This Week in Compliance: U.S. DOJ to Reduce Use of Corporate Monitors
Canada refuses to negotiate Deferred Prosecution Agreement with SNC-Lavalin: Canadian engineering and construction company SNC-Lavalin received word this week from the Director of the Public Prosecution Service of Canada (DPPSC) that it will not invite the company to negotiate a deferred prosecution agreement. The DPPSC backed up its decision by saying that the criteria for a remediation agreement set forth in the criminal code were not met in this case. SNC-Lavalin has stated in response that it strongly disagrees with the DPPSC’s current position, arguing that it has built a “world-class ethics and compliance framework” since 2012. Following a public consultation that ended in November 2017, Canada introduced the Remediation Agreement Regime, a regime broadly similar to the Deferred Prosecution Agreements commonly used in the U.S, in September of this year. These latest developments stem from charges brought in February 2015 over allegations that the firm and two of its subsidiaries gave tens of millions of dollars to Libyan government officials in order to influence decisions. SNC-Lavalin has indicated it’s reviewing options to appeal this decision.
U.S. Department of Justice to reduce role of compliance monitors: In a talk last Friday at NYU Law School, Brian Benczkowski, head of the Justice Department’s criminal division, issued new guidance to prosecutors that will likely reduce the frequency of corporate settlements conditioned on the hiring of compliance monitors. The guidance implies that the imposition of a monitor should not be done punitively; it should only occur when deemed necessary to ensure compliance with the terms of an agreement. Moreover, prosecutors should weigh the “projected costs and burdens” before taking the step of imposing a monitor. Prosecutors are further instructed to consider whether a change of corporate leadership or a new “compliance environment” has already sufficiently reduced the chance of additional violations. However, the new policy is not a radical departure from the past, as only a third of corporate resolutions from the past five years have involved a monitor.
Twitter facing GDPR scrutiny over refusal to comply with subject access request: The Irish Data Protection Commission (DPC) has confirmed that it is investigating whether Twitter’s refusal to comply with a ‘subject access request’ constitutes a breach of the EU’s General Data Protection Regulation (GDPR). The investigation relates to a complaint lodged by a researcher at University College London (UCL) after Twitter refused to tell him how the company uses its shortened t.co links to track user data. The Irish DPC also indicated it would consider involving the European Data Protection Board, an independent advisory body tasked with ensuring that the GDPR is consistently applied across the individual member states. Under the GDPR’s ‘One Stop Shop’ principle, Ireland’s DPC is now tasked with investigating cross-border breaches.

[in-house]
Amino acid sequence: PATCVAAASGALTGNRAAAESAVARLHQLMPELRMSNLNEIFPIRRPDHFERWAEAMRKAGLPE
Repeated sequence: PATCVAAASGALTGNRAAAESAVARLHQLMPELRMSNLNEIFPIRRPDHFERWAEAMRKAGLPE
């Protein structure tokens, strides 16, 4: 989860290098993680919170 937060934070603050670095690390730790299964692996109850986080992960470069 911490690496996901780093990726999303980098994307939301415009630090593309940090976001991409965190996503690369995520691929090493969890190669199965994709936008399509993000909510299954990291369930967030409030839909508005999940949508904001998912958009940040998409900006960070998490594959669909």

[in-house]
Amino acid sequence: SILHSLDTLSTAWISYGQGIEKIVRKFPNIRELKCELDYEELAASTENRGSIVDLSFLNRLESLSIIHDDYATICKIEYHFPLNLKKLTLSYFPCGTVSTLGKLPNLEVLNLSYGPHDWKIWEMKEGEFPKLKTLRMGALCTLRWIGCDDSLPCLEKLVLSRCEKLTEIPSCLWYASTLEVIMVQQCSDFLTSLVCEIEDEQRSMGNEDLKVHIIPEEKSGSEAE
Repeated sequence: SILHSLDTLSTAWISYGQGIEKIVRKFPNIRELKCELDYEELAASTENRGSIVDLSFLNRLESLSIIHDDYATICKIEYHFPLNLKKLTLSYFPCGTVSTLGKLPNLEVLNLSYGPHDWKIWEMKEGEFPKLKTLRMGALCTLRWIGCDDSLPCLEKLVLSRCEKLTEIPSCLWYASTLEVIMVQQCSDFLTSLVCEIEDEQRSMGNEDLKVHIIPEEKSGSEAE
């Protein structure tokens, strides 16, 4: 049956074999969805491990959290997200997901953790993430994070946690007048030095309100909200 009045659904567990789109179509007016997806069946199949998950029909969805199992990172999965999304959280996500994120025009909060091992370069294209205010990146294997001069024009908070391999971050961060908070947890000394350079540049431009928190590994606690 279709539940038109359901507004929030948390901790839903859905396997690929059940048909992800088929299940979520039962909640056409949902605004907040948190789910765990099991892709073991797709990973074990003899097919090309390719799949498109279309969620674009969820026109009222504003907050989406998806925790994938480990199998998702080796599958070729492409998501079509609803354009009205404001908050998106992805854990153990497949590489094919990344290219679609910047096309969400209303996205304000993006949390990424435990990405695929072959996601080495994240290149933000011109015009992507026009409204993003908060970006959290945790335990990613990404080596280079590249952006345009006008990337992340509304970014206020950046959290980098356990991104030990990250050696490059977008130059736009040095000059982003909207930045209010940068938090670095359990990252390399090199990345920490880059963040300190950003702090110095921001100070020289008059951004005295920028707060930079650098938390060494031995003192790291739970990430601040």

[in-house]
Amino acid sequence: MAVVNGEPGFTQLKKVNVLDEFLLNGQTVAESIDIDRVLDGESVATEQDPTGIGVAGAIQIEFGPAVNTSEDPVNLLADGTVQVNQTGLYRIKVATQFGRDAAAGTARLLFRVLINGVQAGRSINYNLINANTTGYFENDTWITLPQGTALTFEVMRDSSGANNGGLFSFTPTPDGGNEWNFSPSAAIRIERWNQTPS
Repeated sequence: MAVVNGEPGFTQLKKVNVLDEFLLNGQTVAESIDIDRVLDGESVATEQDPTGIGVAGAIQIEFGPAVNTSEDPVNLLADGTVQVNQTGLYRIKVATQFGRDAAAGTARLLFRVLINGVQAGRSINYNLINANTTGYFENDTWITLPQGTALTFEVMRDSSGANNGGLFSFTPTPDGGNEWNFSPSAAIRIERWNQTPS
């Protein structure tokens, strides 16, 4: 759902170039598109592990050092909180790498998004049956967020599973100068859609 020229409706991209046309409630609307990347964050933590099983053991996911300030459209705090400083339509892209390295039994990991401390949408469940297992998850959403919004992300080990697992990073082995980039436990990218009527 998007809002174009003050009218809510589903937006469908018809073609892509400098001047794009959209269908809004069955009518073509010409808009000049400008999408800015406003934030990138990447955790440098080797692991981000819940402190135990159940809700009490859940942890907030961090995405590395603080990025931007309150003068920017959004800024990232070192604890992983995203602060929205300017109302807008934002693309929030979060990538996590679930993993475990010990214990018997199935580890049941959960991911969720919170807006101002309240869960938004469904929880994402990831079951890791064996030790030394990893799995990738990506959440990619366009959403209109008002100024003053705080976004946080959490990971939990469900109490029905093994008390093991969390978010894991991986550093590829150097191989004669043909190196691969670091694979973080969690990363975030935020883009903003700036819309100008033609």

Brazilian President Michel Temer faces additional corruption charges:Brazil’s federal policy filed new charges against President Michel Temer on Tuesday. The charges relate to corruption, money laundering and criminal association for taking bribes to favor certain port management companies. The investigation centers on a decree signed by Temer in 2017 which extends the concessions at the Santos port from 25 to 35 years. The report also brings charges against one of the president’s daughters and two of his closest aids; it further recommends Temer’s assets be frozen. The country’s Attorney General will now have 15 days to decide whether to formally pursue the case. If she does so, two-thirds of Congress’ lower house would still need to vote to allow a trial, potentially suspending Temer. However, lawmakers have rejected a trial in two previous attempts to have Temer stand trial over corruption charges.